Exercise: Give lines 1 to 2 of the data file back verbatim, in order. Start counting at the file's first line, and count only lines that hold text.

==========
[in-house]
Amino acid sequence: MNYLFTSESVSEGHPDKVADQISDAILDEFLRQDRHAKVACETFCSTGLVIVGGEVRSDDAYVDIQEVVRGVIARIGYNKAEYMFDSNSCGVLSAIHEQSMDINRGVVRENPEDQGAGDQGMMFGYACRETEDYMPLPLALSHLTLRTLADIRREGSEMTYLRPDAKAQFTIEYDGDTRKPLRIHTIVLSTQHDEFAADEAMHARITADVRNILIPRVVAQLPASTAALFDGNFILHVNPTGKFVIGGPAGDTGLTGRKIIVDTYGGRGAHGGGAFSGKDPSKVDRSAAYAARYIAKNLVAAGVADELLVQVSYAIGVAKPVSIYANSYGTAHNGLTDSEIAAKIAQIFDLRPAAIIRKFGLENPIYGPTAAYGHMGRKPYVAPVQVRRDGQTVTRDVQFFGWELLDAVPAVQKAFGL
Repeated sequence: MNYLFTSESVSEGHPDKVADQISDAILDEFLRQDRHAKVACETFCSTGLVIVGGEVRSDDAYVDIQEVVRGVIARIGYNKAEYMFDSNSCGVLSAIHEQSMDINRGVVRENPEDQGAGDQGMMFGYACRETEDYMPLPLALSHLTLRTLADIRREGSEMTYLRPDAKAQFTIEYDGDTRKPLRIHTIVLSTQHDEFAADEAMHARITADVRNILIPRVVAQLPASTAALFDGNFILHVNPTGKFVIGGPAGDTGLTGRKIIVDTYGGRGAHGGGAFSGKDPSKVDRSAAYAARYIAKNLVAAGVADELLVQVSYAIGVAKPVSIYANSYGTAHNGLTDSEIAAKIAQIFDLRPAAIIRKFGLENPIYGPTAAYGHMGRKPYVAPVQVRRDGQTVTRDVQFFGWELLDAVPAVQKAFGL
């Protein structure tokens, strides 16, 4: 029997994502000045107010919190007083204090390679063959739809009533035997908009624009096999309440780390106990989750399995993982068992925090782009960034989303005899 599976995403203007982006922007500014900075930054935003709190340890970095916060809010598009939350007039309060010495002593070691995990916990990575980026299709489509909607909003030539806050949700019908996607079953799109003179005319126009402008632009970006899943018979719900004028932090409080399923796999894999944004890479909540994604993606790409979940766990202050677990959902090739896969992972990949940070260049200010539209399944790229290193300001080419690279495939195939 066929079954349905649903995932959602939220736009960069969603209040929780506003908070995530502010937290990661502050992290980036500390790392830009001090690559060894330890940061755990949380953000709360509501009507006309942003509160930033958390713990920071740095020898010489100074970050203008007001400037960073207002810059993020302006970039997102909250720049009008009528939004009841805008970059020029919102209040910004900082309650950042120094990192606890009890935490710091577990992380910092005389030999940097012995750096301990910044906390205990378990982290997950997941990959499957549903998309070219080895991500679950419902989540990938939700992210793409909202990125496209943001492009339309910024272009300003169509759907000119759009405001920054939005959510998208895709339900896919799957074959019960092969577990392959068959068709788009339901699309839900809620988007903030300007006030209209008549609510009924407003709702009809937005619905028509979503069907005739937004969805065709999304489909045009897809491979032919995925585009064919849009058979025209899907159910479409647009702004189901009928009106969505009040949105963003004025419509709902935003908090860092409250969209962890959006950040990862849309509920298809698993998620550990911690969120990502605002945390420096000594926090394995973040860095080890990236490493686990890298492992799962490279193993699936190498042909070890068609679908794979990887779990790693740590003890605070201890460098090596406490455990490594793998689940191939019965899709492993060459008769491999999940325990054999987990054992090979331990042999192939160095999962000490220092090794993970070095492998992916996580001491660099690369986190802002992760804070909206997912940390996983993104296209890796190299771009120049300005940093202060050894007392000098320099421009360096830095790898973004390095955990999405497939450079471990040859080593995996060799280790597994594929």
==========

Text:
[in-house]
Amino acid sequence: MNYLFTSESVSEGHPDKVADQISDAILDEFLRQDRHAKVACETFCSTGLVIVGGEVRSDDAYVDIQEVVRGVIARIGYNKAEYMFDSNSCGVLSAIHEQSMDINRGVVRENPEDQGAGDQGMMFGYACRETEDYMPLPLALSHLTLRTLADIRREGSEMTYLRPDAKAQFTIEYDGDTRKPLRIHTIVLSTQHDEFAADEAMHARITADVRNILIPRVVAQLPASTAALFDGNFILHVNPTGKFVIGGPAGDTGLTGRKIIVDTYGGRGAHGGGAFSGKDPSKVDRSAAYAARYIAKNLVAAGVADELLVQVSYAIGVAKPVSIYANSYGTAHNGLTDSEIAAKIAQIFDLRPAAIIRKFGLENPIYGPTAAYGHMGRKPYVAPVQVRRDGQTVTRDVQFFGWELLDAVPAVQKAFGL